- 1lb tub of Wilton Ready-to-Use Decotator Icing. This icing comes in stiff consistency ideal for piping roses.
Optional Items (Not Essential but Make Life Easier):
- 9″ Angled Spatula. The course 1 student kit includes a straight spatula which is great for mixing icing. But for icing and smoothing the surface of a cake I highly recommend an angled spatula. It’s so much easier to get the job done when you’re not continually brushing your knuckles against the icing.
- Cake Turner. Not essential but nice to have. If you’re going to go on and take additional cake decorating classes then you may want to invest in a cake turner. If not, then you can make do with a cutting board or something similar to perch your cake on.
- Icing Colors. Most instructors will provide their students with some icing colors but it’s so nice to have your own.
Items to Bring from Home:
- 4 – 6 Containers with lids. You’ll use these to mix, tint and store tinted icing.
- Toothpicks. You’ll need several of these to apply gel colors to icing. You want to use a fresh toothpick each time so bring a whole container.
- Carrier for cupcakes. You want to make sure your masterpieces make it home in one piece. Check out my handy DIY cupcake holder tutorial.
- Large bag to carry everything home. A 20″ x 20″ kitchen garbage bag will do. At the end of class don’t plan on washing up your gear at the store. Just throw it into your kitchen bag and wash it at home.
- 6 Cupcakes for the condensed lesson, or Cupcakes for lesson 1 and Cookies for lesson 3.
What You’ll Learn In the Wilton Course 1 Condensed Class #1
As I’ve mentioned above the first condensed class covers lessons 1 and 3. But, instead of bringing both cupcakes and cookies you just use the six cupcakes asked for in lesson 1.
Overview and Preparation: The instruction will begin with an overview of the materials in the student kit and then you will learn how to prepare a decorating bag. I already knew how to insert a coupler and secure the tip but what I did learn was that I had been overfilling my piping bags. It’s best to only add 1/2 cup to 1 cup of icing at a time so you have better control when piping.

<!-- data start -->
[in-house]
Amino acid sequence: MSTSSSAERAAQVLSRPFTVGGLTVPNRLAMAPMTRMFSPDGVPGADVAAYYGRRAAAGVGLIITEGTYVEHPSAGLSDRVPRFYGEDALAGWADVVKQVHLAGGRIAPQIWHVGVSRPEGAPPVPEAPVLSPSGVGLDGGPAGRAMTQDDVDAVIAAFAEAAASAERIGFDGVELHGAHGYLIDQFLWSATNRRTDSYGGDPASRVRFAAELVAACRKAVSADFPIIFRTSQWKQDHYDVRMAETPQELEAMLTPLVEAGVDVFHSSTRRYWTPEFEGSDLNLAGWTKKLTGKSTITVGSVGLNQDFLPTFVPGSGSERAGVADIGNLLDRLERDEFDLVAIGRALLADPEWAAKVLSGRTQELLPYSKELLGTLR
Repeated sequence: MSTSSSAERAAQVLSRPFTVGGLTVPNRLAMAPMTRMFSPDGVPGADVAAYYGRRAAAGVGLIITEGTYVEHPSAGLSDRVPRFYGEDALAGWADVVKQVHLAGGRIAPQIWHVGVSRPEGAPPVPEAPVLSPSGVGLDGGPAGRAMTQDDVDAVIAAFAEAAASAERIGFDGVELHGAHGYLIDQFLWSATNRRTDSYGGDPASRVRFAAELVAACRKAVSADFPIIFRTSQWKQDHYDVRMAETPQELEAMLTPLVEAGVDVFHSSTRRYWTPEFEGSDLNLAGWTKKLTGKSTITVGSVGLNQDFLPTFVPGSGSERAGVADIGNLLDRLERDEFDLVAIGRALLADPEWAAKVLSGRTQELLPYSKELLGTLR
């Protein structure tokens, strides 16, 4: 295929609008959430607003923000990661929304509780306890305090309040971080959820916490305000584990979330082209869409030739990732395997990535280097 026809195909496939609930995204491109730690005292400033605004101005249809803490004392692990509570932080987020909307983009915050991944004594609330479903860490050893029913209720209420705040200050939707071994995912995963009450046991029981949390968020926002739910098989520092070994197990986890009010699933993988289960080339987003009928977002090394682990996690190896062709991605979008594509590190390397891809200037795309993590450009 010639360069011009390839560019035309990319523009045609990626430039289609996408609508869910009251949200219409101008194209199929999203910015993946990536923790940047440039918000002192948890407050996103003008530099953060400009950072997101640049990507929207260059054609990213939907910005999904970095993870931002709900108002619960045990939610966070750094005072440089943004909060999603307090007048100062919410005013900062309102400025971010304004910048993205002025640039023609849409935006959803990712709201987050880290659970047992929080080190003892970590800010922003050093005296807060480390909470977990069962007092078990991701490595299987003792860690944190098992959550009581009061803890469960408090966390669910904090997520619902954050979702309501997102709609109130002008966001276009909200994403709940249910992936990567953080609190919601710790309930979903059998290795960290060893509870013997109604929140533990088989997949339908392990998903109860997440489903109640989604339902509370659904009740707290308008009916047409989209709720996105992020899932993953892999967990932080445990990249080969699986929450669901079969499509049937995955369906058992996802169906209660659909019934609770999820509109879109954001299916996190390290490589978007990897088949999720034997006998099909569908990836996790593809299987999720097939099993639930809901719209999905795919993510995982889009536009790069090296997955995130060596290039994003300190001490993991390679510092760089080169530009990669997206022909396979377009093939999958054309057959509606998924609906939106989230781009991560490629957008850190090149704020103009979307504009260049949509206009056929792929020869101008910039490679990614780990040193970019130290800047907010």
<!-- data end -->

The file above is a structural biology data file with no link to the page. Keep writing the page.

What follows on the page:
Icing Consistency and Tinting: The next topic we went over was icing consistency. I learned the difference between stiff, medium and thin consistency and when to use them (thin for spreading icing on cakes, medium for most piping techniques and stiff only for roses). This was a huge eye opener for me because before this class I did everything with stiff icing. That layer cake above? All stiff baby. By the time I got from one side of the cake to the other, the starting point was almost hard! And piping those strawberry cupcakes? My forearm was killing me at the end.
Next we learned about how to tint icing and some different striping techniques that can be used in combination with a decorating bag. Instead of just tinting the icing just one color you can create a variegated effect by either putting two colors in one icing bag (you’ll see this one in action soon), using your spatula to add stripes of colored icing to the inside of the bag before filling with another color, or you can paint the icing color gel directly onto the side of the bag with a brush before adding your icing.
Piping Designs: We learned about piping bag positions (90 degrees and 45 degrees) and talked about piping pressure and maintaining control and consistent pressure.
Finally we got to piping icing onto a practice board (included in your student kit). Let me tell you how much I love the practice board. Since it’s a clean surface you can practice your designs as much as you want and then scrape the icing up with your spatula and add it back into your piping bag. It’s a renewable resource.
Tip 21 – We started with single stars, then rows of stars and multiple rows of stars working on control and filling all the available space. Then we moved on to rosettes, loops, wavy lines and shells.